The Imitation Game (Morten Tyldum, 2014). One of the great frustrations of the Oscar season was watching Selma and, to a lesser degree, American Sniper battered by criticism over supposedly terrible transgressions in their depiction of historical record while The Imitation Game, the “true life” story receiving the phoniest treatment among the Oscar contenders, sailed along unperturbed. The story of Alan Turing’s secret, indispensable contributions to the Allied effort in World War II is fully deserving of big-screen veneration, just as his own government’s cruel retribution against him a decade later because his “lifestyle” was considered illegal is the stuff of sad high drama. Sadly, the film takes those complications and buffers them down to tidy act breaks and rote characterizations. Every storytelling beat of this film is as predictable as it is painfully contrived, ringing of falseness throughout. Benedict Cumberbatch does his level-best as Turing, but Graham Moore’s Academy Award-winning screenplay gives him unconnected mannerisms and emotional notes to play instead of a character. Tyldum’s direction is paradoxically both perfunctory and off-puttingly self-enamored.
Big Eyes (Tim Burton, 2014). Following a decade or more of what was can be charitably called artistic flailing, Burton reunites with the screenwriters Scott Alexander and Larry Karaszewski, the team behind what remains the director’s finest film by a large margin, Ed Wood. The film tells the story of Margaret Keane (Amy Adams), the painter behind the avalanche of saucer-goggled urchins that became a sensation in the nineteen-sixties. Her huckster husband initially took credit, a situation that grew more intolerable as the marriage soured. Eventually, she had to fight in court to claim her kitschy legacy. Burton never finds the right tone for the film, letting it veer from the stylized era admiration that helped distinguish Ed Wood to surprisingly bland domestic drama. Adams is similarly uncommonly stranded. She never seems to figure out who Margaret is, much less how to portray her. And Christoph Waltz, as Walter Keane, continues to suggest that he may not have much available to him outside of the Quentin Tarantino films where he prospers. He plays Walter with an ugly unctuousness that should suit the character but somehow doesn’t. Most of the time Waltz is onscreen, the already wobbly film teeters into near-disaster.
St. Vincent (Theodore Melfi, 2014). Bill Murray plays a scraggly misanthrope named Vincent who accedes to looking after his new neighbor’s socially maladjusted son (Jaeden Lieberher) in exchange for dribbles of cash that he desperately needs as he’s mired in dangerous debt. There’s little mystery as to where the plot is going in this one, making presentation points especially key. Melfi, who also wrote the screenplay, does decently well but finally can’t outrace his story’s abundance of cliches. The movie would be unthinkably trite without the presence of Murray, who’s never been afraid of pushing the limits of his likability. While keeping Vincent a finely-calibrated comic creation, Murray also shows the real ugliness percolating up from his soul and simultaneously allows brief glimpses at the fragility inside necessary to make the last act work. It still may not be a great film, but it could have been so much worse without St. Bill.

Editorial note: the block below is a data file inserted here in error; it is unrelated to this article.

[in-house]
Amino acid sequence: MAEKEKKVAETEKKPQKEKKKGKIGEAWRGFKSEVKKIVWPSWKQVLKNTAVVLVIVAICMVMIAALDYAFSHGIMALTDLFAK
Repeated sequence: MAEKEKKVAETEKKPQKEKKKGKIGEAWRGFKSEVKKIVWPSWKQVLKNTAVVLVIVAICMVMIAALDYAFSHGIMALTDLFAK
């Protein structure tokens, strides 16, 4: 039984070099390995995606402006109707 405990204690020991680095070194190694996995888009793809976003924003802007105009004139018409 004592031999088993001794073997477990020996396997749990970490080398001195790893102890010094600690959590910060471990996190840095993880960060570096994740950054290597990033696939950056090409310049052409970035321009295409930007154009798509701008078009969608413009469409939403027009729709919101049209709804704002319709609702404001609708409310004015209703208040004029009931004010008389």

Edge of Tomorrow (Doug Limon, 2014). Until it collapses into nonsensical mayhem towards the end, Edge of Tomorrow is wildly clever, vividly engaging, and a totally unexpected winning argument for the continued validity of big, bold blockbusters. In a future that finds the Earth at war against alien invaders, a military public relations flack (Tom Cruise) finds himself pressed into battlefield service, very much against his will. In short order, he becomes infested from contact with one of the outer space baddies and finds that he’s immediately resurrected every time he dies, placed back at a set, earlier point on his timeline to enact the same progression over again, like a video game character spirited back to the beginning of his quest. It’s probably not accurate to say Cruise gives a strong performance, but he’s ideally cast, with the role smartly exploiting his slightly curdled movie star charm and his untethered manic energy. Especially across the first half of the film, when he’s continually trying to discern the parameters of this bizarre situation, Cruise prospers by almost sending up his well-worn persona. Emily Blunt offers a nice counter-balance of steely calm as the star soldier who partners up with Cruise’s replicating man, helping him figure out how to make it past each new deadly impasse. Limon struggles a little bit with the more chaotic action, but he gets the exuberant tone of the film just right.
Grudge Match (Peter Segal, 2013). A film that is the pure definition of insignificant, Grudge Match is most notable as just one more indignity in the later career years of Robert De Niro. The taste is a little more bitter this time around because he’s blithely exploiting his greatest screen performance in the process. It’s unclear why anyone thought audiences would be desperately excited about a nostalgic quasi-crossover between Rocky and Raging Bull, the boxing film that won Best Picture and the one that actually deserved to do so, but here it is, mixed up with a little grizzled feuding imported from Grumpy Old Men. Ultimately, it’s more pedestrian than offensive, like an abomination that can’t be bothered to muster up the energy to be truly stupid and artistically tragic. Segal directs the film with precisely the sort of point-and-shoot plainness and overreliance on unfunny ad libs (this might be a good place to note that Kevin Hart has a sizable supporting role) one would expect from a guy who cemented his place in the Hollywood pecking order by serving as one of Adam Sandler’s go-to filmmakers.